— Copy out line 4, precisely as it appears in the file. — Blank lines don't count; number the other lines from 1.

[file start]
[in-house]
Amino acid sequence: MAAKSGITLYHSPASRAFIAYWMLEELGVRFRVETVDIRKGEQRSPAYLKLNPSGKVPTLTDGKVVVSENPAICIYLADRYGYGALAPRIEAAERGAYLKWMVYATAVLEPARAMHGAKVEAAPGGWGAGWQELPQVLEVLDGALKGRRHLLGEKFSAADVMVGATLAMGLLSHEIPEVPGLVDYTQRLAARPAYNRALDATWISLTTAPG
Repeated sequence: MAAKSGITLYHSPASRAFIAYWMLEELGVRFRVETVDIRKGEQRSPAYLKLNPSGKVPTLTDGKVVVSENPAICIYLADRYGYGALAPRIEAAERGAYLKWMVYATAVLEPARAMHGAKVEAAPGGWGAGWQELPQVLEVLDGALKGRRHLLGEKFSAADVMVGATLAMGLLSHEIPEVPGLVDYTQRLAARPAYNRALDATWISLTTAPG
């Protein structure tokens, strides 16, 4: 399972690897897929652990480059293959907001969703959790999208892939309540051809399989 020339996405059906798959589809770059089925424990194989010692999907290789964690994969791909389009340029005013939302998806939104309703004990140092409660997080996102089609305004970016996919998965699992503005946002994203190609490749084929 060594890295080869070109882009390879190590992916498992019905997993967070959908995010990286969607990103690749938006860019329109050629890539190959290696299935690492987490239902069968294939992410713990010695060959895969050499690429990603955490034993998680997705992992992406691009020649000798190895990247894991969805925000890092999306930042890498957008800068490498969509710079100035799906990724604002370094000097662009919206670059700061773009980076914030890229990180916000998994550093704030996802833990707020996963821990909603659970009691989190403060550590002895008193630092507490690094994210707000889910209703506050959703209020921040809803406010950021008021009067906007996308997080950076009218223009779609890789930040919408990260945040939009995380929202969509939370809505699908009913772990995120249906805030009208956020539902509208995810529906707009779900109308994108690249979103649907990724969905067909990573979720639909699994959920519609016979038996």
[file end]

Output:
């Protein structure tokens, strides 16, 4: 399972690897897929652990480059293959907001969703959790999208892939309540051809399989 020339996405059906798959589809770059089925424990194989010692999907290789964690994969791909389009340029005013939302998806939104309703004990140092409660997080996102089609305004970016996919998965699992503005946002994203190609490749084929 060594890295080869070109882009390879190590992916498992019905997993967070959908995010990286969607990103690749938006860019329109050629890539190959290696299935690492987490239902069968294939992410713990010695060959895969050499690429990603955490034993998680997705992992992406691009020649000798190895990247894991969805925000890092999306930042890498957008800068490498969509710079100035799906990724604002370094000097662009919206670059700061773009980076914030890229990180916000998994550093704030996802833990707020996963821990909603659970009691989190403060550590002895008193630092507490690094994210707000889910209703506050959703209020921040809803406010950021008021009067906007996308997080950076009218223009779609890789930040919408990260945040939009995380929202969509939370809505699908009913772990995120249906805030009208956020539902509208995810529906707009779900109308994108690249979103649907990724969905067909990573979720639909699994959920519609016979038996």